Tonight we get involved with bottle 2 of 3 in the second series of THE ESSENCE of SUNTORY WHISKY. This time around we have a Yamazaki aged for 9 years in an ex-Montilla wine cask, bottled in 2019 at 55% abv.
Let's get one thing out of the way. Montilla wines are not sherries! Though it's a very similar style of wine, there are three things set them apart from sherry: 1) the Spanish government, 2) the grapes, and 3) they are usually not fortified.
The Spanish government calls Montilla-Moriles a separate Denominación de origen (DO) from Jerez-Xérès-Sherry. Geographically, Montilla is some 150km away from Jerez. Being further inland, this means the wine from this region has a thinner layer of flor, and the resulting wine trends sweeter.
The grapes are also part of the reason: Montilla wines generally use Pedro Ximénez (PX) grapes, while sherry mostly uses Palomino Fino. PX is grown for use in dessert wines around the world since it has a very high sugar content and yields thick wine with a flavor reminiscent of raisins. Montilla wines also typically manage around 15% abv without fortification. To make things even more confusing, PX (both the grapes and Montilla wines) often find their way into Jerez sherries for added sweetness.
Or at least that's the wine. As we explored with the last bottle, it's not unheard of for whisky makers to work directly with sherry makers to create "seasoned casks" specifically for maturing whisky, rather than simply taking advantage of the byproducts of the sherry industry. Suntory's materials indicate that they are using Spanish oak ex-Montilla fortified wine casks, so a slight departure from the usual Montilla wine style.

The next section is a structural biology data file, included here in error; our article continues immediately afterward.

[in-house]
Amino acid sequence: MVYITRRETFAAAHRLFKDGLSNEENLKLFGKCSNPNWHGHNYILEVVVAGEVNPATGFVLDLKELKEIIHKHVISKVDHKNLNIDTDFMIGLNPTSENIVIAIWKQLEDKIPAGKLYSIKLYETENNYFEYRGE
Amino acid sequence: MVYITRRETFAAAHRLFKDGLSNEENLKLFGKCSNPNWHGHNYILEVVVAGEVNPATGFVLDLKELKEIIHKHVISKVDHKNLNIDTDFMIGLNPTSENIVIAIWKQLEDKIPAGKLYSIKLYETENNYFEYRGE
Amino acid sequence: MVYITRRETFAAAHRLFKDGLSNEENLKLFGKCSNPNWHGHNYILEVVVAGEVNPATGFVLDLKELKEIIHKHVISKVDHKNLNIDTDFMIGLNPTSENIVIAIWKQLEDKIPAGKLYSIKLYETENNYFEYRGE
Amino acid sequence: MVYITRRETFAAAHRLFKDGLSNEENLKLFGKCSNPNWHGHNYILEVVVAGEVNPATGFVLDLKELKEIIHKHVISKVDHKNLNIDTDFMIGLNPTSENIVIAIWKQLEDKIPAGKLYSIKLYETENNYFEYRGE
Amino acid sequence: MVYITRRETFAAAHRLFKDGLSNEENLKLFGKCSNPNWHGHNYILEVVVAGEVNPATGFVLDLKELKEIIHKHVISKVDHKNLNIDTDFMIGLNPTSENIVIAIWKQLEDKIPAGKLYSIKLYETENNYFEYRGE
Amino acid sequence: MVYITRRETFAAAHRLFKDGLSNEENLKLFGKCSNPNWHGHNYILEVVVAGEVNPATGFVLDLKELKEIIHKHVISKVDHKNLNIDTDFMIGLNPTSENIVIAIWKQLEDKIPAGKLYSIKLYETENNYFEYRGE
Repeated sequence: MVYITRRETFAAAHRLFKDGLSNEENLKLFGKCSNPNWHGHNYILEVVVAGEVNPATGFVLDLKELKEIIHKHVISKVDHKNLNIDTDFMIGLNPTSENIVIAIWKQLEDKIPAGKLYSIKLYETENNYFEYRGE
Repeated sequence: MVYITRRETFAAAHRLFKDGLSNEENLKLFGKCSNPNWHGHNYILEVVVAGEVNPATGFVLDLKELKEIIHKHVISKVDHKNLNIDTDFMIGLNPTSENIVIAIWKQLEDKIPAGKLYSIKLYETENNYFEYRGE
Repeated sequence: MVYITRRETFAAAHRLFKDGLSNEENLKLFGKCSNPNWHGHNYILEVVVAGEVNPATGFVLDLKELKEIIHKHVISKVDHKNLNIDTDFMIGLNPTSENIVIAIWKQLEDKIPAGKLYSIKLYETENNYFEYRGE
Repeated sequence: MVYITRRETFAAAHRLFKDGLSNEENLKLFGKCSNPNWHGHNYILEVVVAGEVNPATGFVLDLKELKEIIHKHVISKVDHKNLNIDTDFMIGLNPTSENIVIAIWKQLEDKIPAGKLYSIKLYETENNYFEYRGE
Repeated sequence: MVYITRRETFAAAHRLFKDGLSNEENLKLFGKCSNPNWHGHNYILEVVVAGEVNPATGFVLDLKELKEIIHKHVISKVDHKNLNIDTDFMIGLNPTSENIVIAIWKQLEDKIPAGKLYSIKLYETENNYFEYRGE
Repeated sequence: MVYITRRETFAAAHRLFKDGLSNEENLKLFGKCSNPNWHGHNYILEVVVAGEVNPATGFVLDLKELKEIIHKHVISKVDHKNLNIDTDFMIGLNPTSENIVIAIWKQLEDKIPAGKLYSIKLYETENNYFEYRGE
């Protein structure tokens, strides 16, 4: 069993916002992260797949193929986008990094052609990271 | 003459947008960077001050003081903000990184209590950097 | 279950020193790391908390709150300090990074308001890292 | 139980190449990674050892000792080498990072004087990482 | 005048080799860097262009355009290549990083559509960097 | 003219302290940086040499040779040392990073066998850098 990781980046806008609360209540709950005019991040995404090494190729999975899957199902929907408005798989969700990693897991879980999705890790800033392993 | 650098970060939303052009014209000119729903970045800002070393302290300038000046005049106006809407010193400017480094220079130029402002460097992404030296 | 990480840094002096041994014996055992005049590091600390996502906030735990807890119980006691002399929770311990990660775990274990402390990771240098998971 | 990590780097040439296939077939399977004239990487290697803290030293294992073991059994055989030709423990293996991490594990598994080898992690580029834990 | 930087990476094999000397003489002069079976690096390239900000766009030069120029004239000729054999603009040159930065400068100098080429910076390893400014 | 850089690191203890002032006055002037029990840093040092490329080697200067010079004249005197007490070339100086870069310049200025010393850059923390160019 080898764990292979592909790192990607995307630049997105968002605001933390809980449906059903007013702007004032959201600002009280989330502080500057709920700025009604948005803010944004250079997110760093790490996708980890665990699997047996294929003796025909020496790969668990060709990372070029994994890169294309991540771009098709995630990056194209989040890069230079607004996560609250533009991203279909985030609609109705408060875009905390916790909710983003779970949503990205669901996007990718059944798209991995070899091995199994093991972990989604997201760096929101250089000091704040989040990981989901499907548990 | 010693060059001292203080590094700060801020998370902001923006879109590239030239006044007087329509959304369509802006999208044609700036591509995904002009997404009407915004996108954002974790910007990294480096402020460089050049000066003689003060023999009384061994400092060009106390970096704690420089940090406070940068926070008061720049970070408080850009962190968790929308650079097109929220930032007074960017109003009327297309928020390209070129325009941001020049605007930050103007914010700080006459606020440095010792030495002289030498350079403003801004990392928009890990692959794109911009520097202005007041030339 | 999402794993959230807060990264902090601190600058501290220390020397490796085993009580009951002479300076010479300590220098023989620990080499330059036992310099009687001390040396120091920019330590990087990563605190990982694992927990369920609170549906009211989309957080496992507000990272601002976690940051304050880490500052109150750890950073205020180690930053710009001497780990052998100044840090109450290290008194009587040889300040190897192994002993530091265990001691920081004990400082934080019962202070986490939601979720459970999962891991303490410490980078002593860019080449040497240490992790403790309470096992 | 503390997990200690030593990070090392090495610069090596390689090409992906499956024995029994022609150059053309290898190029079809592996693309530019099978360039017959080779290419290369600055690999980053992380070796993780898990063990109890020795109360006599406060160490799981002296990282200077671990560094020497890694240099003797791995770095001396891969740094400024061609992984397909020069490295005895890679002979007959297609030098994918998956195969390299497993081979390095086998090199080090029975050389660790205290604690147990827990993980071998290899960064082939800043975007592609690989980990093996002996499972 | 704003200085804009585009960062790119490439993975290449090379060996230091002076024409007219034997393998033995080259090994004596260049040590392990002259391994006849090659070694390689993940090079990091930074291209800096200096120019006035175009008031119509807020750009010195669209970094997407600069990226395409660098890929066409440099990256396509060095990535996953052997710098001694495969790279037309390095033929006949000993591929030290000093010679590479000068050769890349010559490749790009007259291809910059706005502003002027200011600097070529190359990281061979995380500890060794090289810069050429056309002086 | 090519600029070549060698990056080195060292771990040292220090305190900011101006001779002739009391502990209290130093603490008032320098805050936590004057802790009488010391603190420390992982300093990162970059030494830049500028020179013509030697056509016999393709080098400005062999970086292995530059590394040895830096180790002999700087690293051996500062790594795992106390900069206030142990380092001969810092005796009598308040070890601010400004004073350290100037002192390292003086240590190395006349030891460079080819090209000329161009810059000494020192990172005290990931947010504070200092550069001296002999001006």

Anyway! What we're ultimately concerned with here is what impact that cask has on our whisky. How does the Montilla Wine cask treat Yamazaki?
Review: THE ESSENCE of SUNTORY WHISKY YAMAZAKI DISTILLERY MONTILLA WINE CASK
Nose: Quite pronounced candied raisin, brown sugar, gingerbread, and candy corn. Sugar lover's dream come true. Then, you light up a cigar
Palate: Deep and dark fruits, thick with candy sugar, woodiness towards the end alongside a hint of bitterness. Tannins!
Finish: Dried fruits, fading out with a spicy oak bitterness
Price paid: 8,640 yen
I personally found this one to be a more flavorful and specialized whisky that strikes a great balance between sweetness, woodiness, and spice. Any fan of bourbon should easily be able to appreciate this bottle!
Whiskey Richard is the founder of nomunication.jp, and has been saying he has lived in Japan for ten years for the past four years. He enjoys drinking basically anything except straight-up Campari.